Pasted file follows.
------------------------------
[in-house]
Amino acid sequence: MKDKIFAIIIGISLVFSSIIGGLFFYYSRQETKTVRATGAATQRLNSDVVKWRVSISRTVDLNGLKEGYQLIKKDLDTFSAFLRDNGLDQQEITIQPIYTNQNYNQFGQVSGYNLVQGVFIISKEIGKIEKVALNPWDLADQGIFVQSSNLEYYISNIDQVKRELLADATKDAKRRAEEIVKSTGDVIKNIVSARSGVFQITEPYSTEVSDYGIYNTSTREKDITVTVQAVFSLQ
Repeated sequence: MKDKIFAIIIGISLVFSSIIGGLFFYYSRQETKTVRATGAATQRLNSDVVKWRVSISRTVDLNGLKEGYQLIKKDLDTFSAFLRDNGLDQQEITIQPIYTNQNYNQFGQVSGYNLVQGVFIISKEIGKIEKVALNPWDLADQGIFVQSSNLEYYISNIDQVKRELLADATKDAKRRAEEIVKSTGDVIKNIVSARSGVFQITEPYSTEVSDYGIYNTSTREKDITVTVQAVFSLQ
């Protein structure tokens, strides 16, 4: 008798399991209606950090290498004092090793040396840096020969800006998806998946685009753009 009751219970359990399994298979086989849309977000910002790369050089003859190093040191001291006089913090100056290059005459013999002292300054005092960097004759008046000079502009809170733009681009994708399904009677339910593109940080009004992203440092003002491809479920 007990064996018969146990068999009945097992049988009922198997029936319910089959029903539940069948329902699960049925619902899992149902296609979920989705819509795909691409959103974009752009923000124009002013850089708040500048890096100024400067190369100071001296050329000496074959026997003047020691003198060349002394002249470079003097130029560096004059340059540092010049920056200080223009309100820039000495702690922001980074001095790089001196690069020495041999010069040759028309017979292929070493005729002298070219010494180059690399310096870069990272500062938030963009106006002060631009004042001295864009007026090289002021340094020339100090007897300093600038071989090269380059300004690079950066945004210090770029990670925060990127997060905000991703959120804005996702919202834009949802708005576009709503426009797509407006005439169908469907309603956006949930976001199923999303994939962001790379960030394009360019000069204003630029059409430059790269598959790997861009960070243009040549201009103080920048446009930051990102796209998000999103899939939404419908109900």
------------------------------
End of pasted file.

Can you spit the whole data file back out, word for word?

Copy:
[in-house]
Amino acid sequence: MKDKIFAIIIGISLVFSSIIGGLFFYYSRQETKTVRATGAATQRLNSDVVKWRVSISRTVDLNGLKEGYQLIKKDLDTFSAFLRDNGLDQQEITIQPIYTNQNYNQFGQVSGYNLVQGVFIISKEIGKIEKVALNPWDLADQGIFVQSSNLEYYISNIDQVKRELLADATKDAKRRAEEIVKSTGDVIKNIVSARSGVFQITEPYSTEVSDYGIYNTSTREKDITVTVQAVFSLQ
Repeated sequence: MKDKIFAIIIGISLVFSSIIGGLFFYYSRQETKTVRATGAATQRLNSDVVKWRVSISRTVDLNGLKEGYQLIKKDLDTFSAFLRDNGLDQQEITIQPIYTNQNYNQFGQVSGYNLVQGVFIISKEIGKIEKVALNPWDLADQGIFVQSSNLEYYISNIDQVKRELLADATKDAKRRAEEIVKSTGDVIKNIVSARSGVFQITEPYSTEVSDYGIYNTSTREKDITVTVQAVFSLQ
């Protein structure tokens, strides 16, 4: 008798399991209606950090290498004092090793040396840096020969800006998806998946685009753009 009751219970359990399994298979086989849309977000910002790369050089003859190093040191001291006089913090100056290059005459013999002292300054005092960097004759008046000079502009809170733009681009994708399904009677339910593109940080009004992203440092003002491809479920 007990064996018969146990068999009945097992049988009922198997029936319910089959029903539940069948329902699960049925619902899992149902296609979920989705819509795909691409959103974009752009923000124009002013850089708040500048890096100024400067190369100071001296050329000496074959026997003047020691003198060349002394002249470079003097130029560096004059340059540092010049920056200080223009309100820039000495702690922001980074001095790089001196690069020495041999010069040759028309017979292929070493005729002298070219010494180059690399310096870069990272500062938030963009106006002060631009004042001295864009007026090289002021340094020339100090007897300093600038071989090269380059300004690079950066945004210090770029990670925060990127997060905000991703959120804005996702919202834009949802708005576009709503426009797509407006005439169908469907309603956006949930976001199923999303994939962001790379960030394009360019000069204003630029059409430059790269598959790997861009960070243009040549201009103080920048446009930051990102796209998000999103899939939404419908109900």